June 5, 2004 |
Researchers have found the man-made toxin deca-BDE in polar bears and sea gulls, a sign the flame-retardant chemical normally used in televisions and plastic toys has found its way to the Arctic and its food chain. Janneche Utne Skaare of the Norwegian Veterinary Institute said the levels found were tiny, however, and posed no health threat to the animals.
CALIFORNIA | LOCAL
March 17, 1999 |
Ten-year-old Sydney Simons never knew much about marine life, the Arctic or polar bears. And she's never been to SeaWorld in San Diego. So, SeaWorld came to Sydney and about 470 other children at Justice Street Elementary School on Tuesday. Although they didn't see any live animals, SeaWorld's presentation, "Arctic Animals," made a big splash with students. "It was really neat to hear about all the animals, but I want to see them live, now," said Sydney, a fifth-grader.
November 21, 2008 |
The Bush administration's authorization of a major new offshore oil drilling program in the Arctic Ocean was dealt a serious setback Thursday when a federal appeals court ruled the plan did not adequately consider the effect on bowhead whales and the native villagers who make their living from the frigid coastal waters. Ruling on the first of several major new projects for tapping oil and gas deposits from the Arctic floor, the U.S.
CALIFORNIA | LOCAL
April 17, 1997 |
Spring begins eight days earlier in the Arctic than it did a decade ago, according to satellite measurements of vegetation coverage. The measurements suggest that plant cover appears earlier in the year, grows lusher and sticks around longer in northern climes than it used to. The finding, reported in the April 17 Nature, confirms a phenomenon first reported last year and may be an indication of global warming.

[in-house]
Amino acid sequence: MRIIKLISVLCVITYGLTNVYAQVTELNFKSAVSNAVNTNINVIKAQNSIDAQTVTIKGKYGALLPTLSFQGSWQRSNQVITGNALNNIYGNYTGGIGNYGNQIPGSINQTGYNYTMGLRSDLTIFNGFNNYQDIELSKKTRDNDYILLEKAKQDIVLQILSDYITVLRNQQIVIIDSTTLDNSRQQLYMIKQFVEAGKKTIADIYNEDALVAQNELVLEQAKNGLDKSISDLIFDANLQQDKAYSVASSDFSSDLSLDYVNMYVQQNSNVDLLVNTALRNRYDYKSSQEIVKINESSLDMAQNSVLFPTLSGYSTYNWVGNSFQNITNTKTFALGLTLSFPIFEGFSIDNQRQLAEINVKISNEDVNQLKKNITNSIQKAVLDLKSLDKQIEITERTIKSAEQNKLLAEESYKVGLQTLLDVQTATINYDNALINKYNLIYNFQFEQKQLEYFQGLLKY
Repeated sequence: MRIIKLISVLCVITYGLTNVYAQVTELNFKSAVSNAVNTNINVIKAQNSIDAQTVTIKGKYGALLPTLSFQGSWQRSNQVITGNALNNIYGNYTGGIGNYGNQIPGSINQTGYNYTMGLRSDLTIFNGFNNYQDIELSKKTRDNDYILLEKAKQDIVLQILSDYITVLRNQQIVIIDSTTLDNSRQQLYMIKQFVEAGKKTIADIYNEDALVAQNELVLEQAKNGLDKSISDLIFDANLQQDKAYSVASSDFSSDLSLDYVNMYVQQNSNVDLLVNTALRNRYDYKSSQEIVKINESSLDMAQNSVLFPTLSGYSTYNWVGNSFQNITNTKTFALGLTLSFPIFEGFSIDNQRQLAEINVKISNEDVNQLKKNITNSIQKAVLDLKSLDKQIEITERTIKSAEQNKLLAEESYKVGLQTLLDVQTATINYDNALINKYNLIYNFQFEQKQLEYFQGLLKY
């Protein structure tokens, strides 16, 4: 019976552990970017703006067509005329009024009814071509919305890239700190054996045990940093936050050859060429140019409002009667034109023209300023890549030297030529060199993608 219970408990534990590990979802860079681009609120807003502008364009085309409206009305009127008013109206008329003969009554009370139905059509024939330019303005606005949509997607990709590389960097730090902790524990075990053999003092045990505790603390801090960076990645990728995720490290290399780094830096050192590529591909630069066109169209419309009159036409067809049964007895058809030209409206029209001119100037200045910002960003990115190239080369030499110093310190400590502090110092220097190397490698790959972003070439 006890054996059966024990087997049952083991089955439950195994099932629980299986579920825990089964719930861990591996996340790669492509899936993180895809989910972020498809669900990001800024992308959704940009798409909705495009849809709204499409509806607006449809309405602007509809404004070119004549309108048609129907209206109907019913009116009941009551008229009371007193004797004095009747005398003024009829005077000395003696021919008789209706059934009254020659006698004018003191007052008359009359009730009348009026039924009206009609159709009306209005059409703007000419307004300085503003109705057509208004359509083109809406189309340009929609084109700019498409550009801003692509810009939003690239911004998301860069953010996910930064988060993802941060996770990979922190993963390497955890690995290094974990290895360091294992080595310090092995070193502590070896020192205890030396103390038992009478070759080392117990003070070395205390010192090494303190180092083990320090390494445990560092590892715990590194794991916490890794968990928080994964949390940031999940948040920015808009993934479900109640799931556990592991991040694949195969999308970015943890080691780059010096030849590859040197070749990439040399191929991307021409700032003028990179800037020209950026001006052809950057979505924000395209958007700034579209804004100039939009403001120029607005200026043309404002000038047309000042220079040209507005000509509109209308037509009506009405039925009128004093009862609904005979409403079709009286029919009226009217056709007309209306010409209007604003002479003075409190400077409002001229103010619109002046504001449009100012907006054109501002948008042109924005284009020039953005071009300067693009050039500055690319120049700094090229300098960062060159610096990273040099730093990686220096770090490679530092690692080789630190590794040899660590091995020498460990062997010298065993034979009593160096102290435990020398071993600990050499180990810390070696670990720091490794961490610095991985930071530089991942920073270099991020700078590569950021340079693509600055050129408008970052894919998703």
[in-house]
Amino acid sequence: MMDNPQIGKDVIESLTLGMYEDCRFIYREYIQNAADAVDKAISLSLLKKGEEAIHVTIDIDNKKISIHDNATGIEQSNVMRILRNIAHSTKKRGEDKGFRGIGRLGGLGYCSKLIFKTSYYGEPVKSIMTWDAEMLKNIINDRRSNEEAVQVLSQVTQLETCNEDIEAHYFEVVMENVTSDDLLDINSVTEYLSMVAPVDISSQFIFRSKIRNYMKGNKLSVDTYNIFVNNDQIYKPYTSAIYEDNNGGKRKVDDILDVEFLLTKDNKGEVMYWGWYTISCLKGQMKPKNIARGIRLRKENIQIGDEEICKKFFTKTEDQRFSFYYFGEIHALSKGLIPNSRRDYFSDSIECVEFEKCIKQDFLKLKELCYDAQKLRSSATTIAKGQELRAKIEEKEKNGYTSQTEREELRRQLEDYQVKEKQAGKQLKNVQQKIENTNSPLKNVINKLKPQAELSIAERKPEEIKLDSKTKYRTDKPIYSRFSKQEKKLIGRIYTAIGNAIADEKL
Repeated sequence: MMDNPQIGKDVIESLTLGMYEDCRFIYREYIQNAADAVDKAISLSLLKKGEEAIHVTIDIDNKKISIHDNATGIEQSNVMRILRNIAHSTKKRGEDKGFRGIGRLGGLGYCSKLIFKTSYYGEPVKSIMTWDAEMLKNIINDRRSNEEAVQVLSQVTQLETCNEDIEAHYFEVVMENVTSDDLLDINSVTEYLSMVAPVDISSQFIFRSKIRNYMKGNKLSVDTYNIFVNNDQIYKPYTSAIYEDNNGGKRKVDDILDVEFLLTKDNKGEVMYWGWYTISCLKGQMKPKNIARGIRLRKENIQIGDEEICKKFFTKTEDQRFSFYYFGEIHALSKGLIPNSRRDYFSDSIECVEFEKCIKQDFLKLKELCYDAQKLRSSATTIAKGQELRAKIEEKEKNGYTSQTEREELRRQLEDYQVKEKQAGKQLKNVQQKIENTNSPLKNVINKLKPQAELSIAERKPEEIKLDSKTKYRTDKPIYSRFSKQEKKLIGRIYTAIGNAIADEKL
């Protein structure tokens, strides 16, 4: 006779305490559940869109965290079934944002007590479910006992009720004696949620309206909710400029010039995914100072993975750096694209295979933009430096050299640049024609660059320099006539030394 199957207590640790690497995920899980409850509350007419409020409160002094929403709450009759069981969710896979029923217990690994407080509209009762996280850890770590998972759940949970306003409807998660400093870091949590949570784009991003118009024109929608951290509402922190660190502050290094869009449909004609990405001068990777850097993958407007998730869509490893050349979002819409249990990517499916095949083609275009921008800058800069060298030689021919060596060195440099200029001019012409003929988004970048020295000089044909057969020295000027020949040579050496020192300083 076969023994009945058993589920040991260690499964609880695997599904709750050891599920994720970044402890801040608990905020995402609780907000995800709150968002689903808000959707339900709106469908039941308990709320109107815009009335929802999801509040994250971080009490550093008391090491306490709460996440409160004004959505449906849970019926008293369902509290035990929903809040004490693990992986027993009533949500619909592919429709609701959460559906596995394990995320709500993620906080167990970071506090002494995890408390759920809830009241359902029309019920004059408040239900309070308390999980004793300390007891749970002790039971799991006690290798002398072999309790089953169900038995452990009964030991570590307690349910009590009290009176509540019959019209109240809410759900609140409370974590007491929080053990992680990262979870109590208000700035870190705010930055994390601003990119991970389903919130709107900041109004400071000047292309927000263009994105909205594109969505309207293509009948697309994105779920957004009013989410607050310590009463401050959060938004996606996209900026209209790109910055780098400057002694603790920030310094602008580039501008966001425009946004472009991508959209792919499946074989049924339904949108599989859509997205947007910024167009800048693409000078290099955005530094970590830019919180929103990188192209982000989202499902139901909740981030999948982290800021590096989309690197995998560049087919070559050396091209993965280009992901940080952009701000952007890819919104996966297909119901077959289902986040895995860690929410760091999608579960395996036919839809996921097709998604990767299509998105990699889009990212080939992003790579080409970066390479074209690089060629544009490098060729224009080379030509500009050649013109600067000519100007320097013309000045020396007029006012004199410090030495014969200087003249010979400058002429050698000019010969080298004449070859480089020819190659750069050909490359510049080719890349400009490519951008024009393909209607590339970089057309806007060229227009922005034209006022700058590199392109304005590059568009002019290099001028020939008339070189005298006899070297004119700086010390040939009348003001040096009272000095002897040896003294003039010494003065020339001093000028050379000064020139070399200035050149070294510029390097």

June 4, 2001
Federal researchers have discovered that shrubs in the Alaskan Arctic are growing larger and spreading across previously barren territory in the tundra. The findings, reported in Thursday's Nature, add to the scientific consensus that the region is gradually getting warmer. The team combed through archives of aerial photos, comparing new images to those of the same locations taken 50 years ago.
May 27, 2000 |
The thinning ozone layer over the Arctic may be headed for even more dramatic losses because of global warming, according to research that will be presented Wednesday at the American Geophysical Union meeting in Washington, D.C. Currently, ozone depletion is much more severe over the Antarctic, where there is a hole in the ozone layer.
August 18, 2007 |
There was less sea ice in the Arctic on Friday than ever before on record, and the melting is continuing, the National Snow and Ice Data Center reported. "Today is a historic day," said Mark Serreze, a senior research scientist at the center in Boulder, Colo. "This is the least sea ice we've ever seen in the satellite record, and we have another month left to go in the melt season this year."
September 16, 2006 |
The Arctic's perennial sea ice lost an area the size of Texas last year, in a change that may have an effect on the environment and marine transport, NASA said. About 288,000 square miles of perennial ice, which normally doesn't melt during the summer, was lost from 2004 to 2005, scientists found using data from NASA's QuickScat satellite. Perennial sea ice can be 10 or more feet thick, according to NASA.
August 21, 2009 |
In an attempt to head off a major commercial fishing march into the Arctic, the Obama administration declared a moratorium on expanded fishing in the still-uncharted waters of the far north. U.S. Commerce Secretary Gary F. Locke banned the expansion of most commercial fishing beyond the Alaskan coast until new scientific studies can determine what fish stocks exist and how crucial they are to maintaining a fragile Arctic ecosystem already under stress. The order, recommended by the North Pacific Fisheries Management Council in February, restricts future commercial fishing for finfish and shellfish in nearly 200,000 square miles of the Beaufort and Chukchi seas.
CALIFORNIA | LOCAL
September 10, 1990 |
Scientists who have been analyzing data from a series of 14 flights over the North Pole by instrument-laden aircraft have concluded what many had feared: that the ozone layer over the Arctic is thinning, although not nearly as severely as over Antarctica. The scientists reported in last week's issue of Nature that ozone depletion ranged from 12% to 35% within the north polar region, and they suggested that man's release of chlorofluorocarbons has caused the loss.